May 01 2008
I was recently asked to evaluate the claims of the Brain Gym – a system of physical movements and exercises that are purported to improve mental function. The method, referred to as “educational kinesiology,” (Edu-K) is the brainchild of Paul and Gail Dennison, who first proposed it in the 1970′s. Brain Gym is widely used in the UK, Canada, and other countries – incorporated into the public school systems. Unfortunately, Edu-K is little more than pseudoscientific wishful thinking and an example of researchers who refused to abandon their (lucrative) claims simply because they are wrong.
The official Brain Gym website claims that:
Brain Gym includes 26 easy and enjoyable targeted activities that integrate body and mind to bring about rapid and often dramatic improvements in: concentration, memory, reading, writing, organizing, listening, physical coordination, and more.
We are a worldwide network dedicated to enhancing living and learning through the science of movement. For more than 30 years and in over 80 countries, we have been helping children, adults, and seniors to:
- Learn ANYTHING faster and more easily
- Perform better at sports
- Be more focused and organized
- Start and finish projects with ease
- Overcome learning challenges
- Reach new levels of excellence
The basic premise of Edu-K is that physical movements can improve the hardwiring and processing of the brain – beyond mere “muscle memory” and the learning of physical tasks. The kernel of truth to this (keeping in mind that the claims for Edu-K go way beyond this) is that physical activity is stimulating and does have generic biological benefits that do correlate with an improved ability to focus and concentrate. People who are physically active tend to be more mentally active as well. But this is not the premise of Edu-K.
Rather, the premise is that very specific physical movements change the brain so that it functions better, actually changing the hard wiring of the brain – improving just about any task. It is no surprise that the Dennisons formulated this idea in the 1970′s. At that time there was a theory within neuroscience called psychomotor patterning, which was in turn based upon the idea that ontogeny recapitulates phylogeny. This is a poetic way of saying that the development from embryo to mature adult follows the stages of the evolutionary history of an animal.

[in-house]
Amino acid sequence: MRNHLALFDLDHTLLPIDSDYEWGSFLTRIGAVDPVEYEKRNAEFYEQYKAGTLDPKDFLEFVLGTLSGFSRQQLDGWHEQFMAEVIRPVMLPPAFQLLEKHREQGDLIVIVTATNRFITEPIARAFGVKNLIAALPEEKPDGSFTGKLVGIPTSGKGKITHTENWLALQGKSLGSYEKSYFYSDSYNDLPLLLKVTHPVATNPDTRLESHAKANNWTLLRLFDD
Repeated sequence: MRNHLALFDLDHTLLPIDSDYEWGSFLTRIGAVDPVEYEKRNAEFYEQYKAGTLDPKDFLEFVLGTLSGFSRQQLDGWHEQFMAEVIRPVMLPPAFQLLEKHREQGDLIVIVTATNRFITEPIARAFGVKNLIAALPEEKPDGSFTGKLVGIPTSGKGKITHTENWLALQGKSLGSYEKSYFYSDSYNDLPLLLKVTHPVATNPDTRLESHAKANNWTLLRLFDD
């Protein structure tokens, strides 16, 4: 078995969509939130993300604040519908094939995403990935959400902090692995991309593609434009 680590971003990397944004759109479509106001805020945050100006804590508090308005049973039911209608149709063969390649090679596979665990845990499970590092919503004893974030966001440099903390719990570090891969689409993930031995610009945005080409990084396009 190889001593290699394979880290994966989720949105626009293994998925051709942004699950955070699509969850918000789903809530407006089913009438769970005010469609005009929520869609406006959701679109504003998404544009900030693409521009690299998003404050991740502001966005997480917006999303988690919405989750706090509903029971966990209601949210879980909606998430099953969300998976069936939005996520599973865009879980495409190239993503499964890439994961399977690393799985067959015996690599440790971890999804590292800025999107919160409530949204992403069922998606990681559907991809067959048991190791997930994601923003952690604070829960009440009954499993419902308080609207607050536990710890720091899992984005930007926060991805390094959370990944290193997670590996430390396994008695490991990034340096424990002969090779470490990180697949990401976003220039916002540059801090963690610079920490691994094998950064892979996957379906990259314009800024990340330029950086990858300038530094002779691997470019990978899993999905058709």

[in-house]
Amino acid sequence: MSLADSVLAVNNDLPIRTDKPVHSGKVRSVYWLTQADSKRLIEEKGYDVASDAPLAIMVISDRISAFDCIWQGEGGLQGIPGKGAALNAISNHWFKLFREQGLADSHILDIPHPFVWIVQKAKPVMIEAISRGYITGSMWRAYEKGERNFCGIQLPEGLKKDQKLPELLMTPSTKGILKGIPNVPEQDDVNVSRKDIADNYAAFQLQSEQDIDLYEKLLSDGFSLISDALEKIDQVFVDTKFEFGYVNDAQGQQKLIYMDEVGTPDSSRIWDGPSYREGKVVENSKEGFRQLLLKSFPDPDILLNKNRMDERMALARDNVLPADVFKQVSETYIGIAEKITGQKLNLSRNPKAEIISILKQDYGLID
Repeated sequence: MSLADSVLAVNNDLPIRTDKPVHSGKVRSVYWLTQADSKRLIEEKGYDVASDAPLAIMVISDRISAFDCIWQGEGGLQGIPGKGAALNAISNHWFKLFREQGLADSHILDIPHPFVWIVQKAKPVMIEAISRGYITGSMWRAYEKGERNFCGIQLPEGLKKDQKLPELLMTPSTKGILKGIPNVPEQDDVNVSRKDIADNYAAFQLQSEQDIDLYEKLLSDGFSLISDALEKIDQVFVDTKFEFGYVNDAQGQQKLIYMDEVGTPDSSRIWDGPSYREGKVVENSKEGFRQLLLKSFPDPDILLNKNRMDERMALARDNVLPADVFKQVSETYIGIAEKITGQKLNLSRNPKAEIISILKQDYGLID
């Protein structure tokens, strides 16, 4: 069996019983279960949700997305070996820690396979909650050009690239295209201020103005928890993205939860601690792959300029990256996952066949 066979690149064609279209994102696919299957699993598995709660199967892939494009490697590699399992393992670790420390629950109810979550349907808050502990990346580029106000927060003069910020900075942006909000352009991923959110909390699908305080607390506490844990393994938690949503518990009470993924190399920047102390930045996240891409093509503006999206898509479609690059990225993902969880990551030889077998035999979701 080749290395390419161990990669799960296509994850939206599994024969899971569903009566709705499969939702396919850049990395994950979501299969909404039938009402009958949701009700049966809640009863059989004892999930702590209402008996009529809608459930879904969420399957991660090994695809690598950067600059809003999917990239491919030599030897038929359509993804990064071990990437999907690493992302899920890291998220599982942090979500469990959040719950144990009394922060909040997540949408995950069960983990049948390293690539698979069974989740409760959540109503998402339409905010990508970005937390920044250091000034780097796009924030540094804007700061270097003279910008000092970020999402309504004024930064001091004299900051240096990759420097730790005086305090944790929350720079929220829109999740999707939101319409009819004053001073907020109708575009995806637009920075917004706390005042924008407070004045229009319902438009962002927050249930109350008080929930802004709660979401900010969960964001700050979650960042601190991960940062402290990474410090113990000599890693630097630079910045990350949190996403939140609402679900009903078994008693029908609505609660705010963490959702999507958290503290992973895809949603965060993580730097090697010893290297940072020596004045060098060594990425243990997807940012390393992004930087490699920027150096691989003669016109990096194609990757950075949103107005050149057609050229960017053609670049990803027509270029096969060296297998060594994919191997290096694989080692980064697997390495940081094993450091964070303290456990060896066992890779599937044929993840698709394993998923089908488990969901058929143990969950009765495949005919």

The recapitulation theory, in its hard form, has been largely discredited. Animals do not pass through the mature adult stages of their evolutionary ancestors. It is true, however, that embryological development does reveal features that are evidence of an evolutionary past. I mention this only because this topic has been part of the creation/evolution debate. It is not my intention to cover this debate here. My only point is that the strong form of the recapitulation theory has been discarded by biological science and with it the major theoretical justification for patterning theories of neurodevelopment, of which the Brain Gym is an offshoot.
Psychomotor patterning, the most direct form of this theory, claims that children who are cognitively delayed or impaired, regardless of the cause, can be improved and even cured by putting them through a rigorous program of physical exercises. These consist mostly of the child being passively moved in such a way as to mimic development stages (like crawling) in the hopes that this will coax the brain into normal development. The theory was always thin, and in addition it was widely studied in the 1970′s and found to be completely useless. Patterning therefore failed scientifically on theoretical and empirical grounds, and it was abandoned by the mainstream. It is only promoted today by it originators – Doman and Delacato – and their heirs, who are now playing the role of quacks preying upon desperate parents of cognitively impaired children.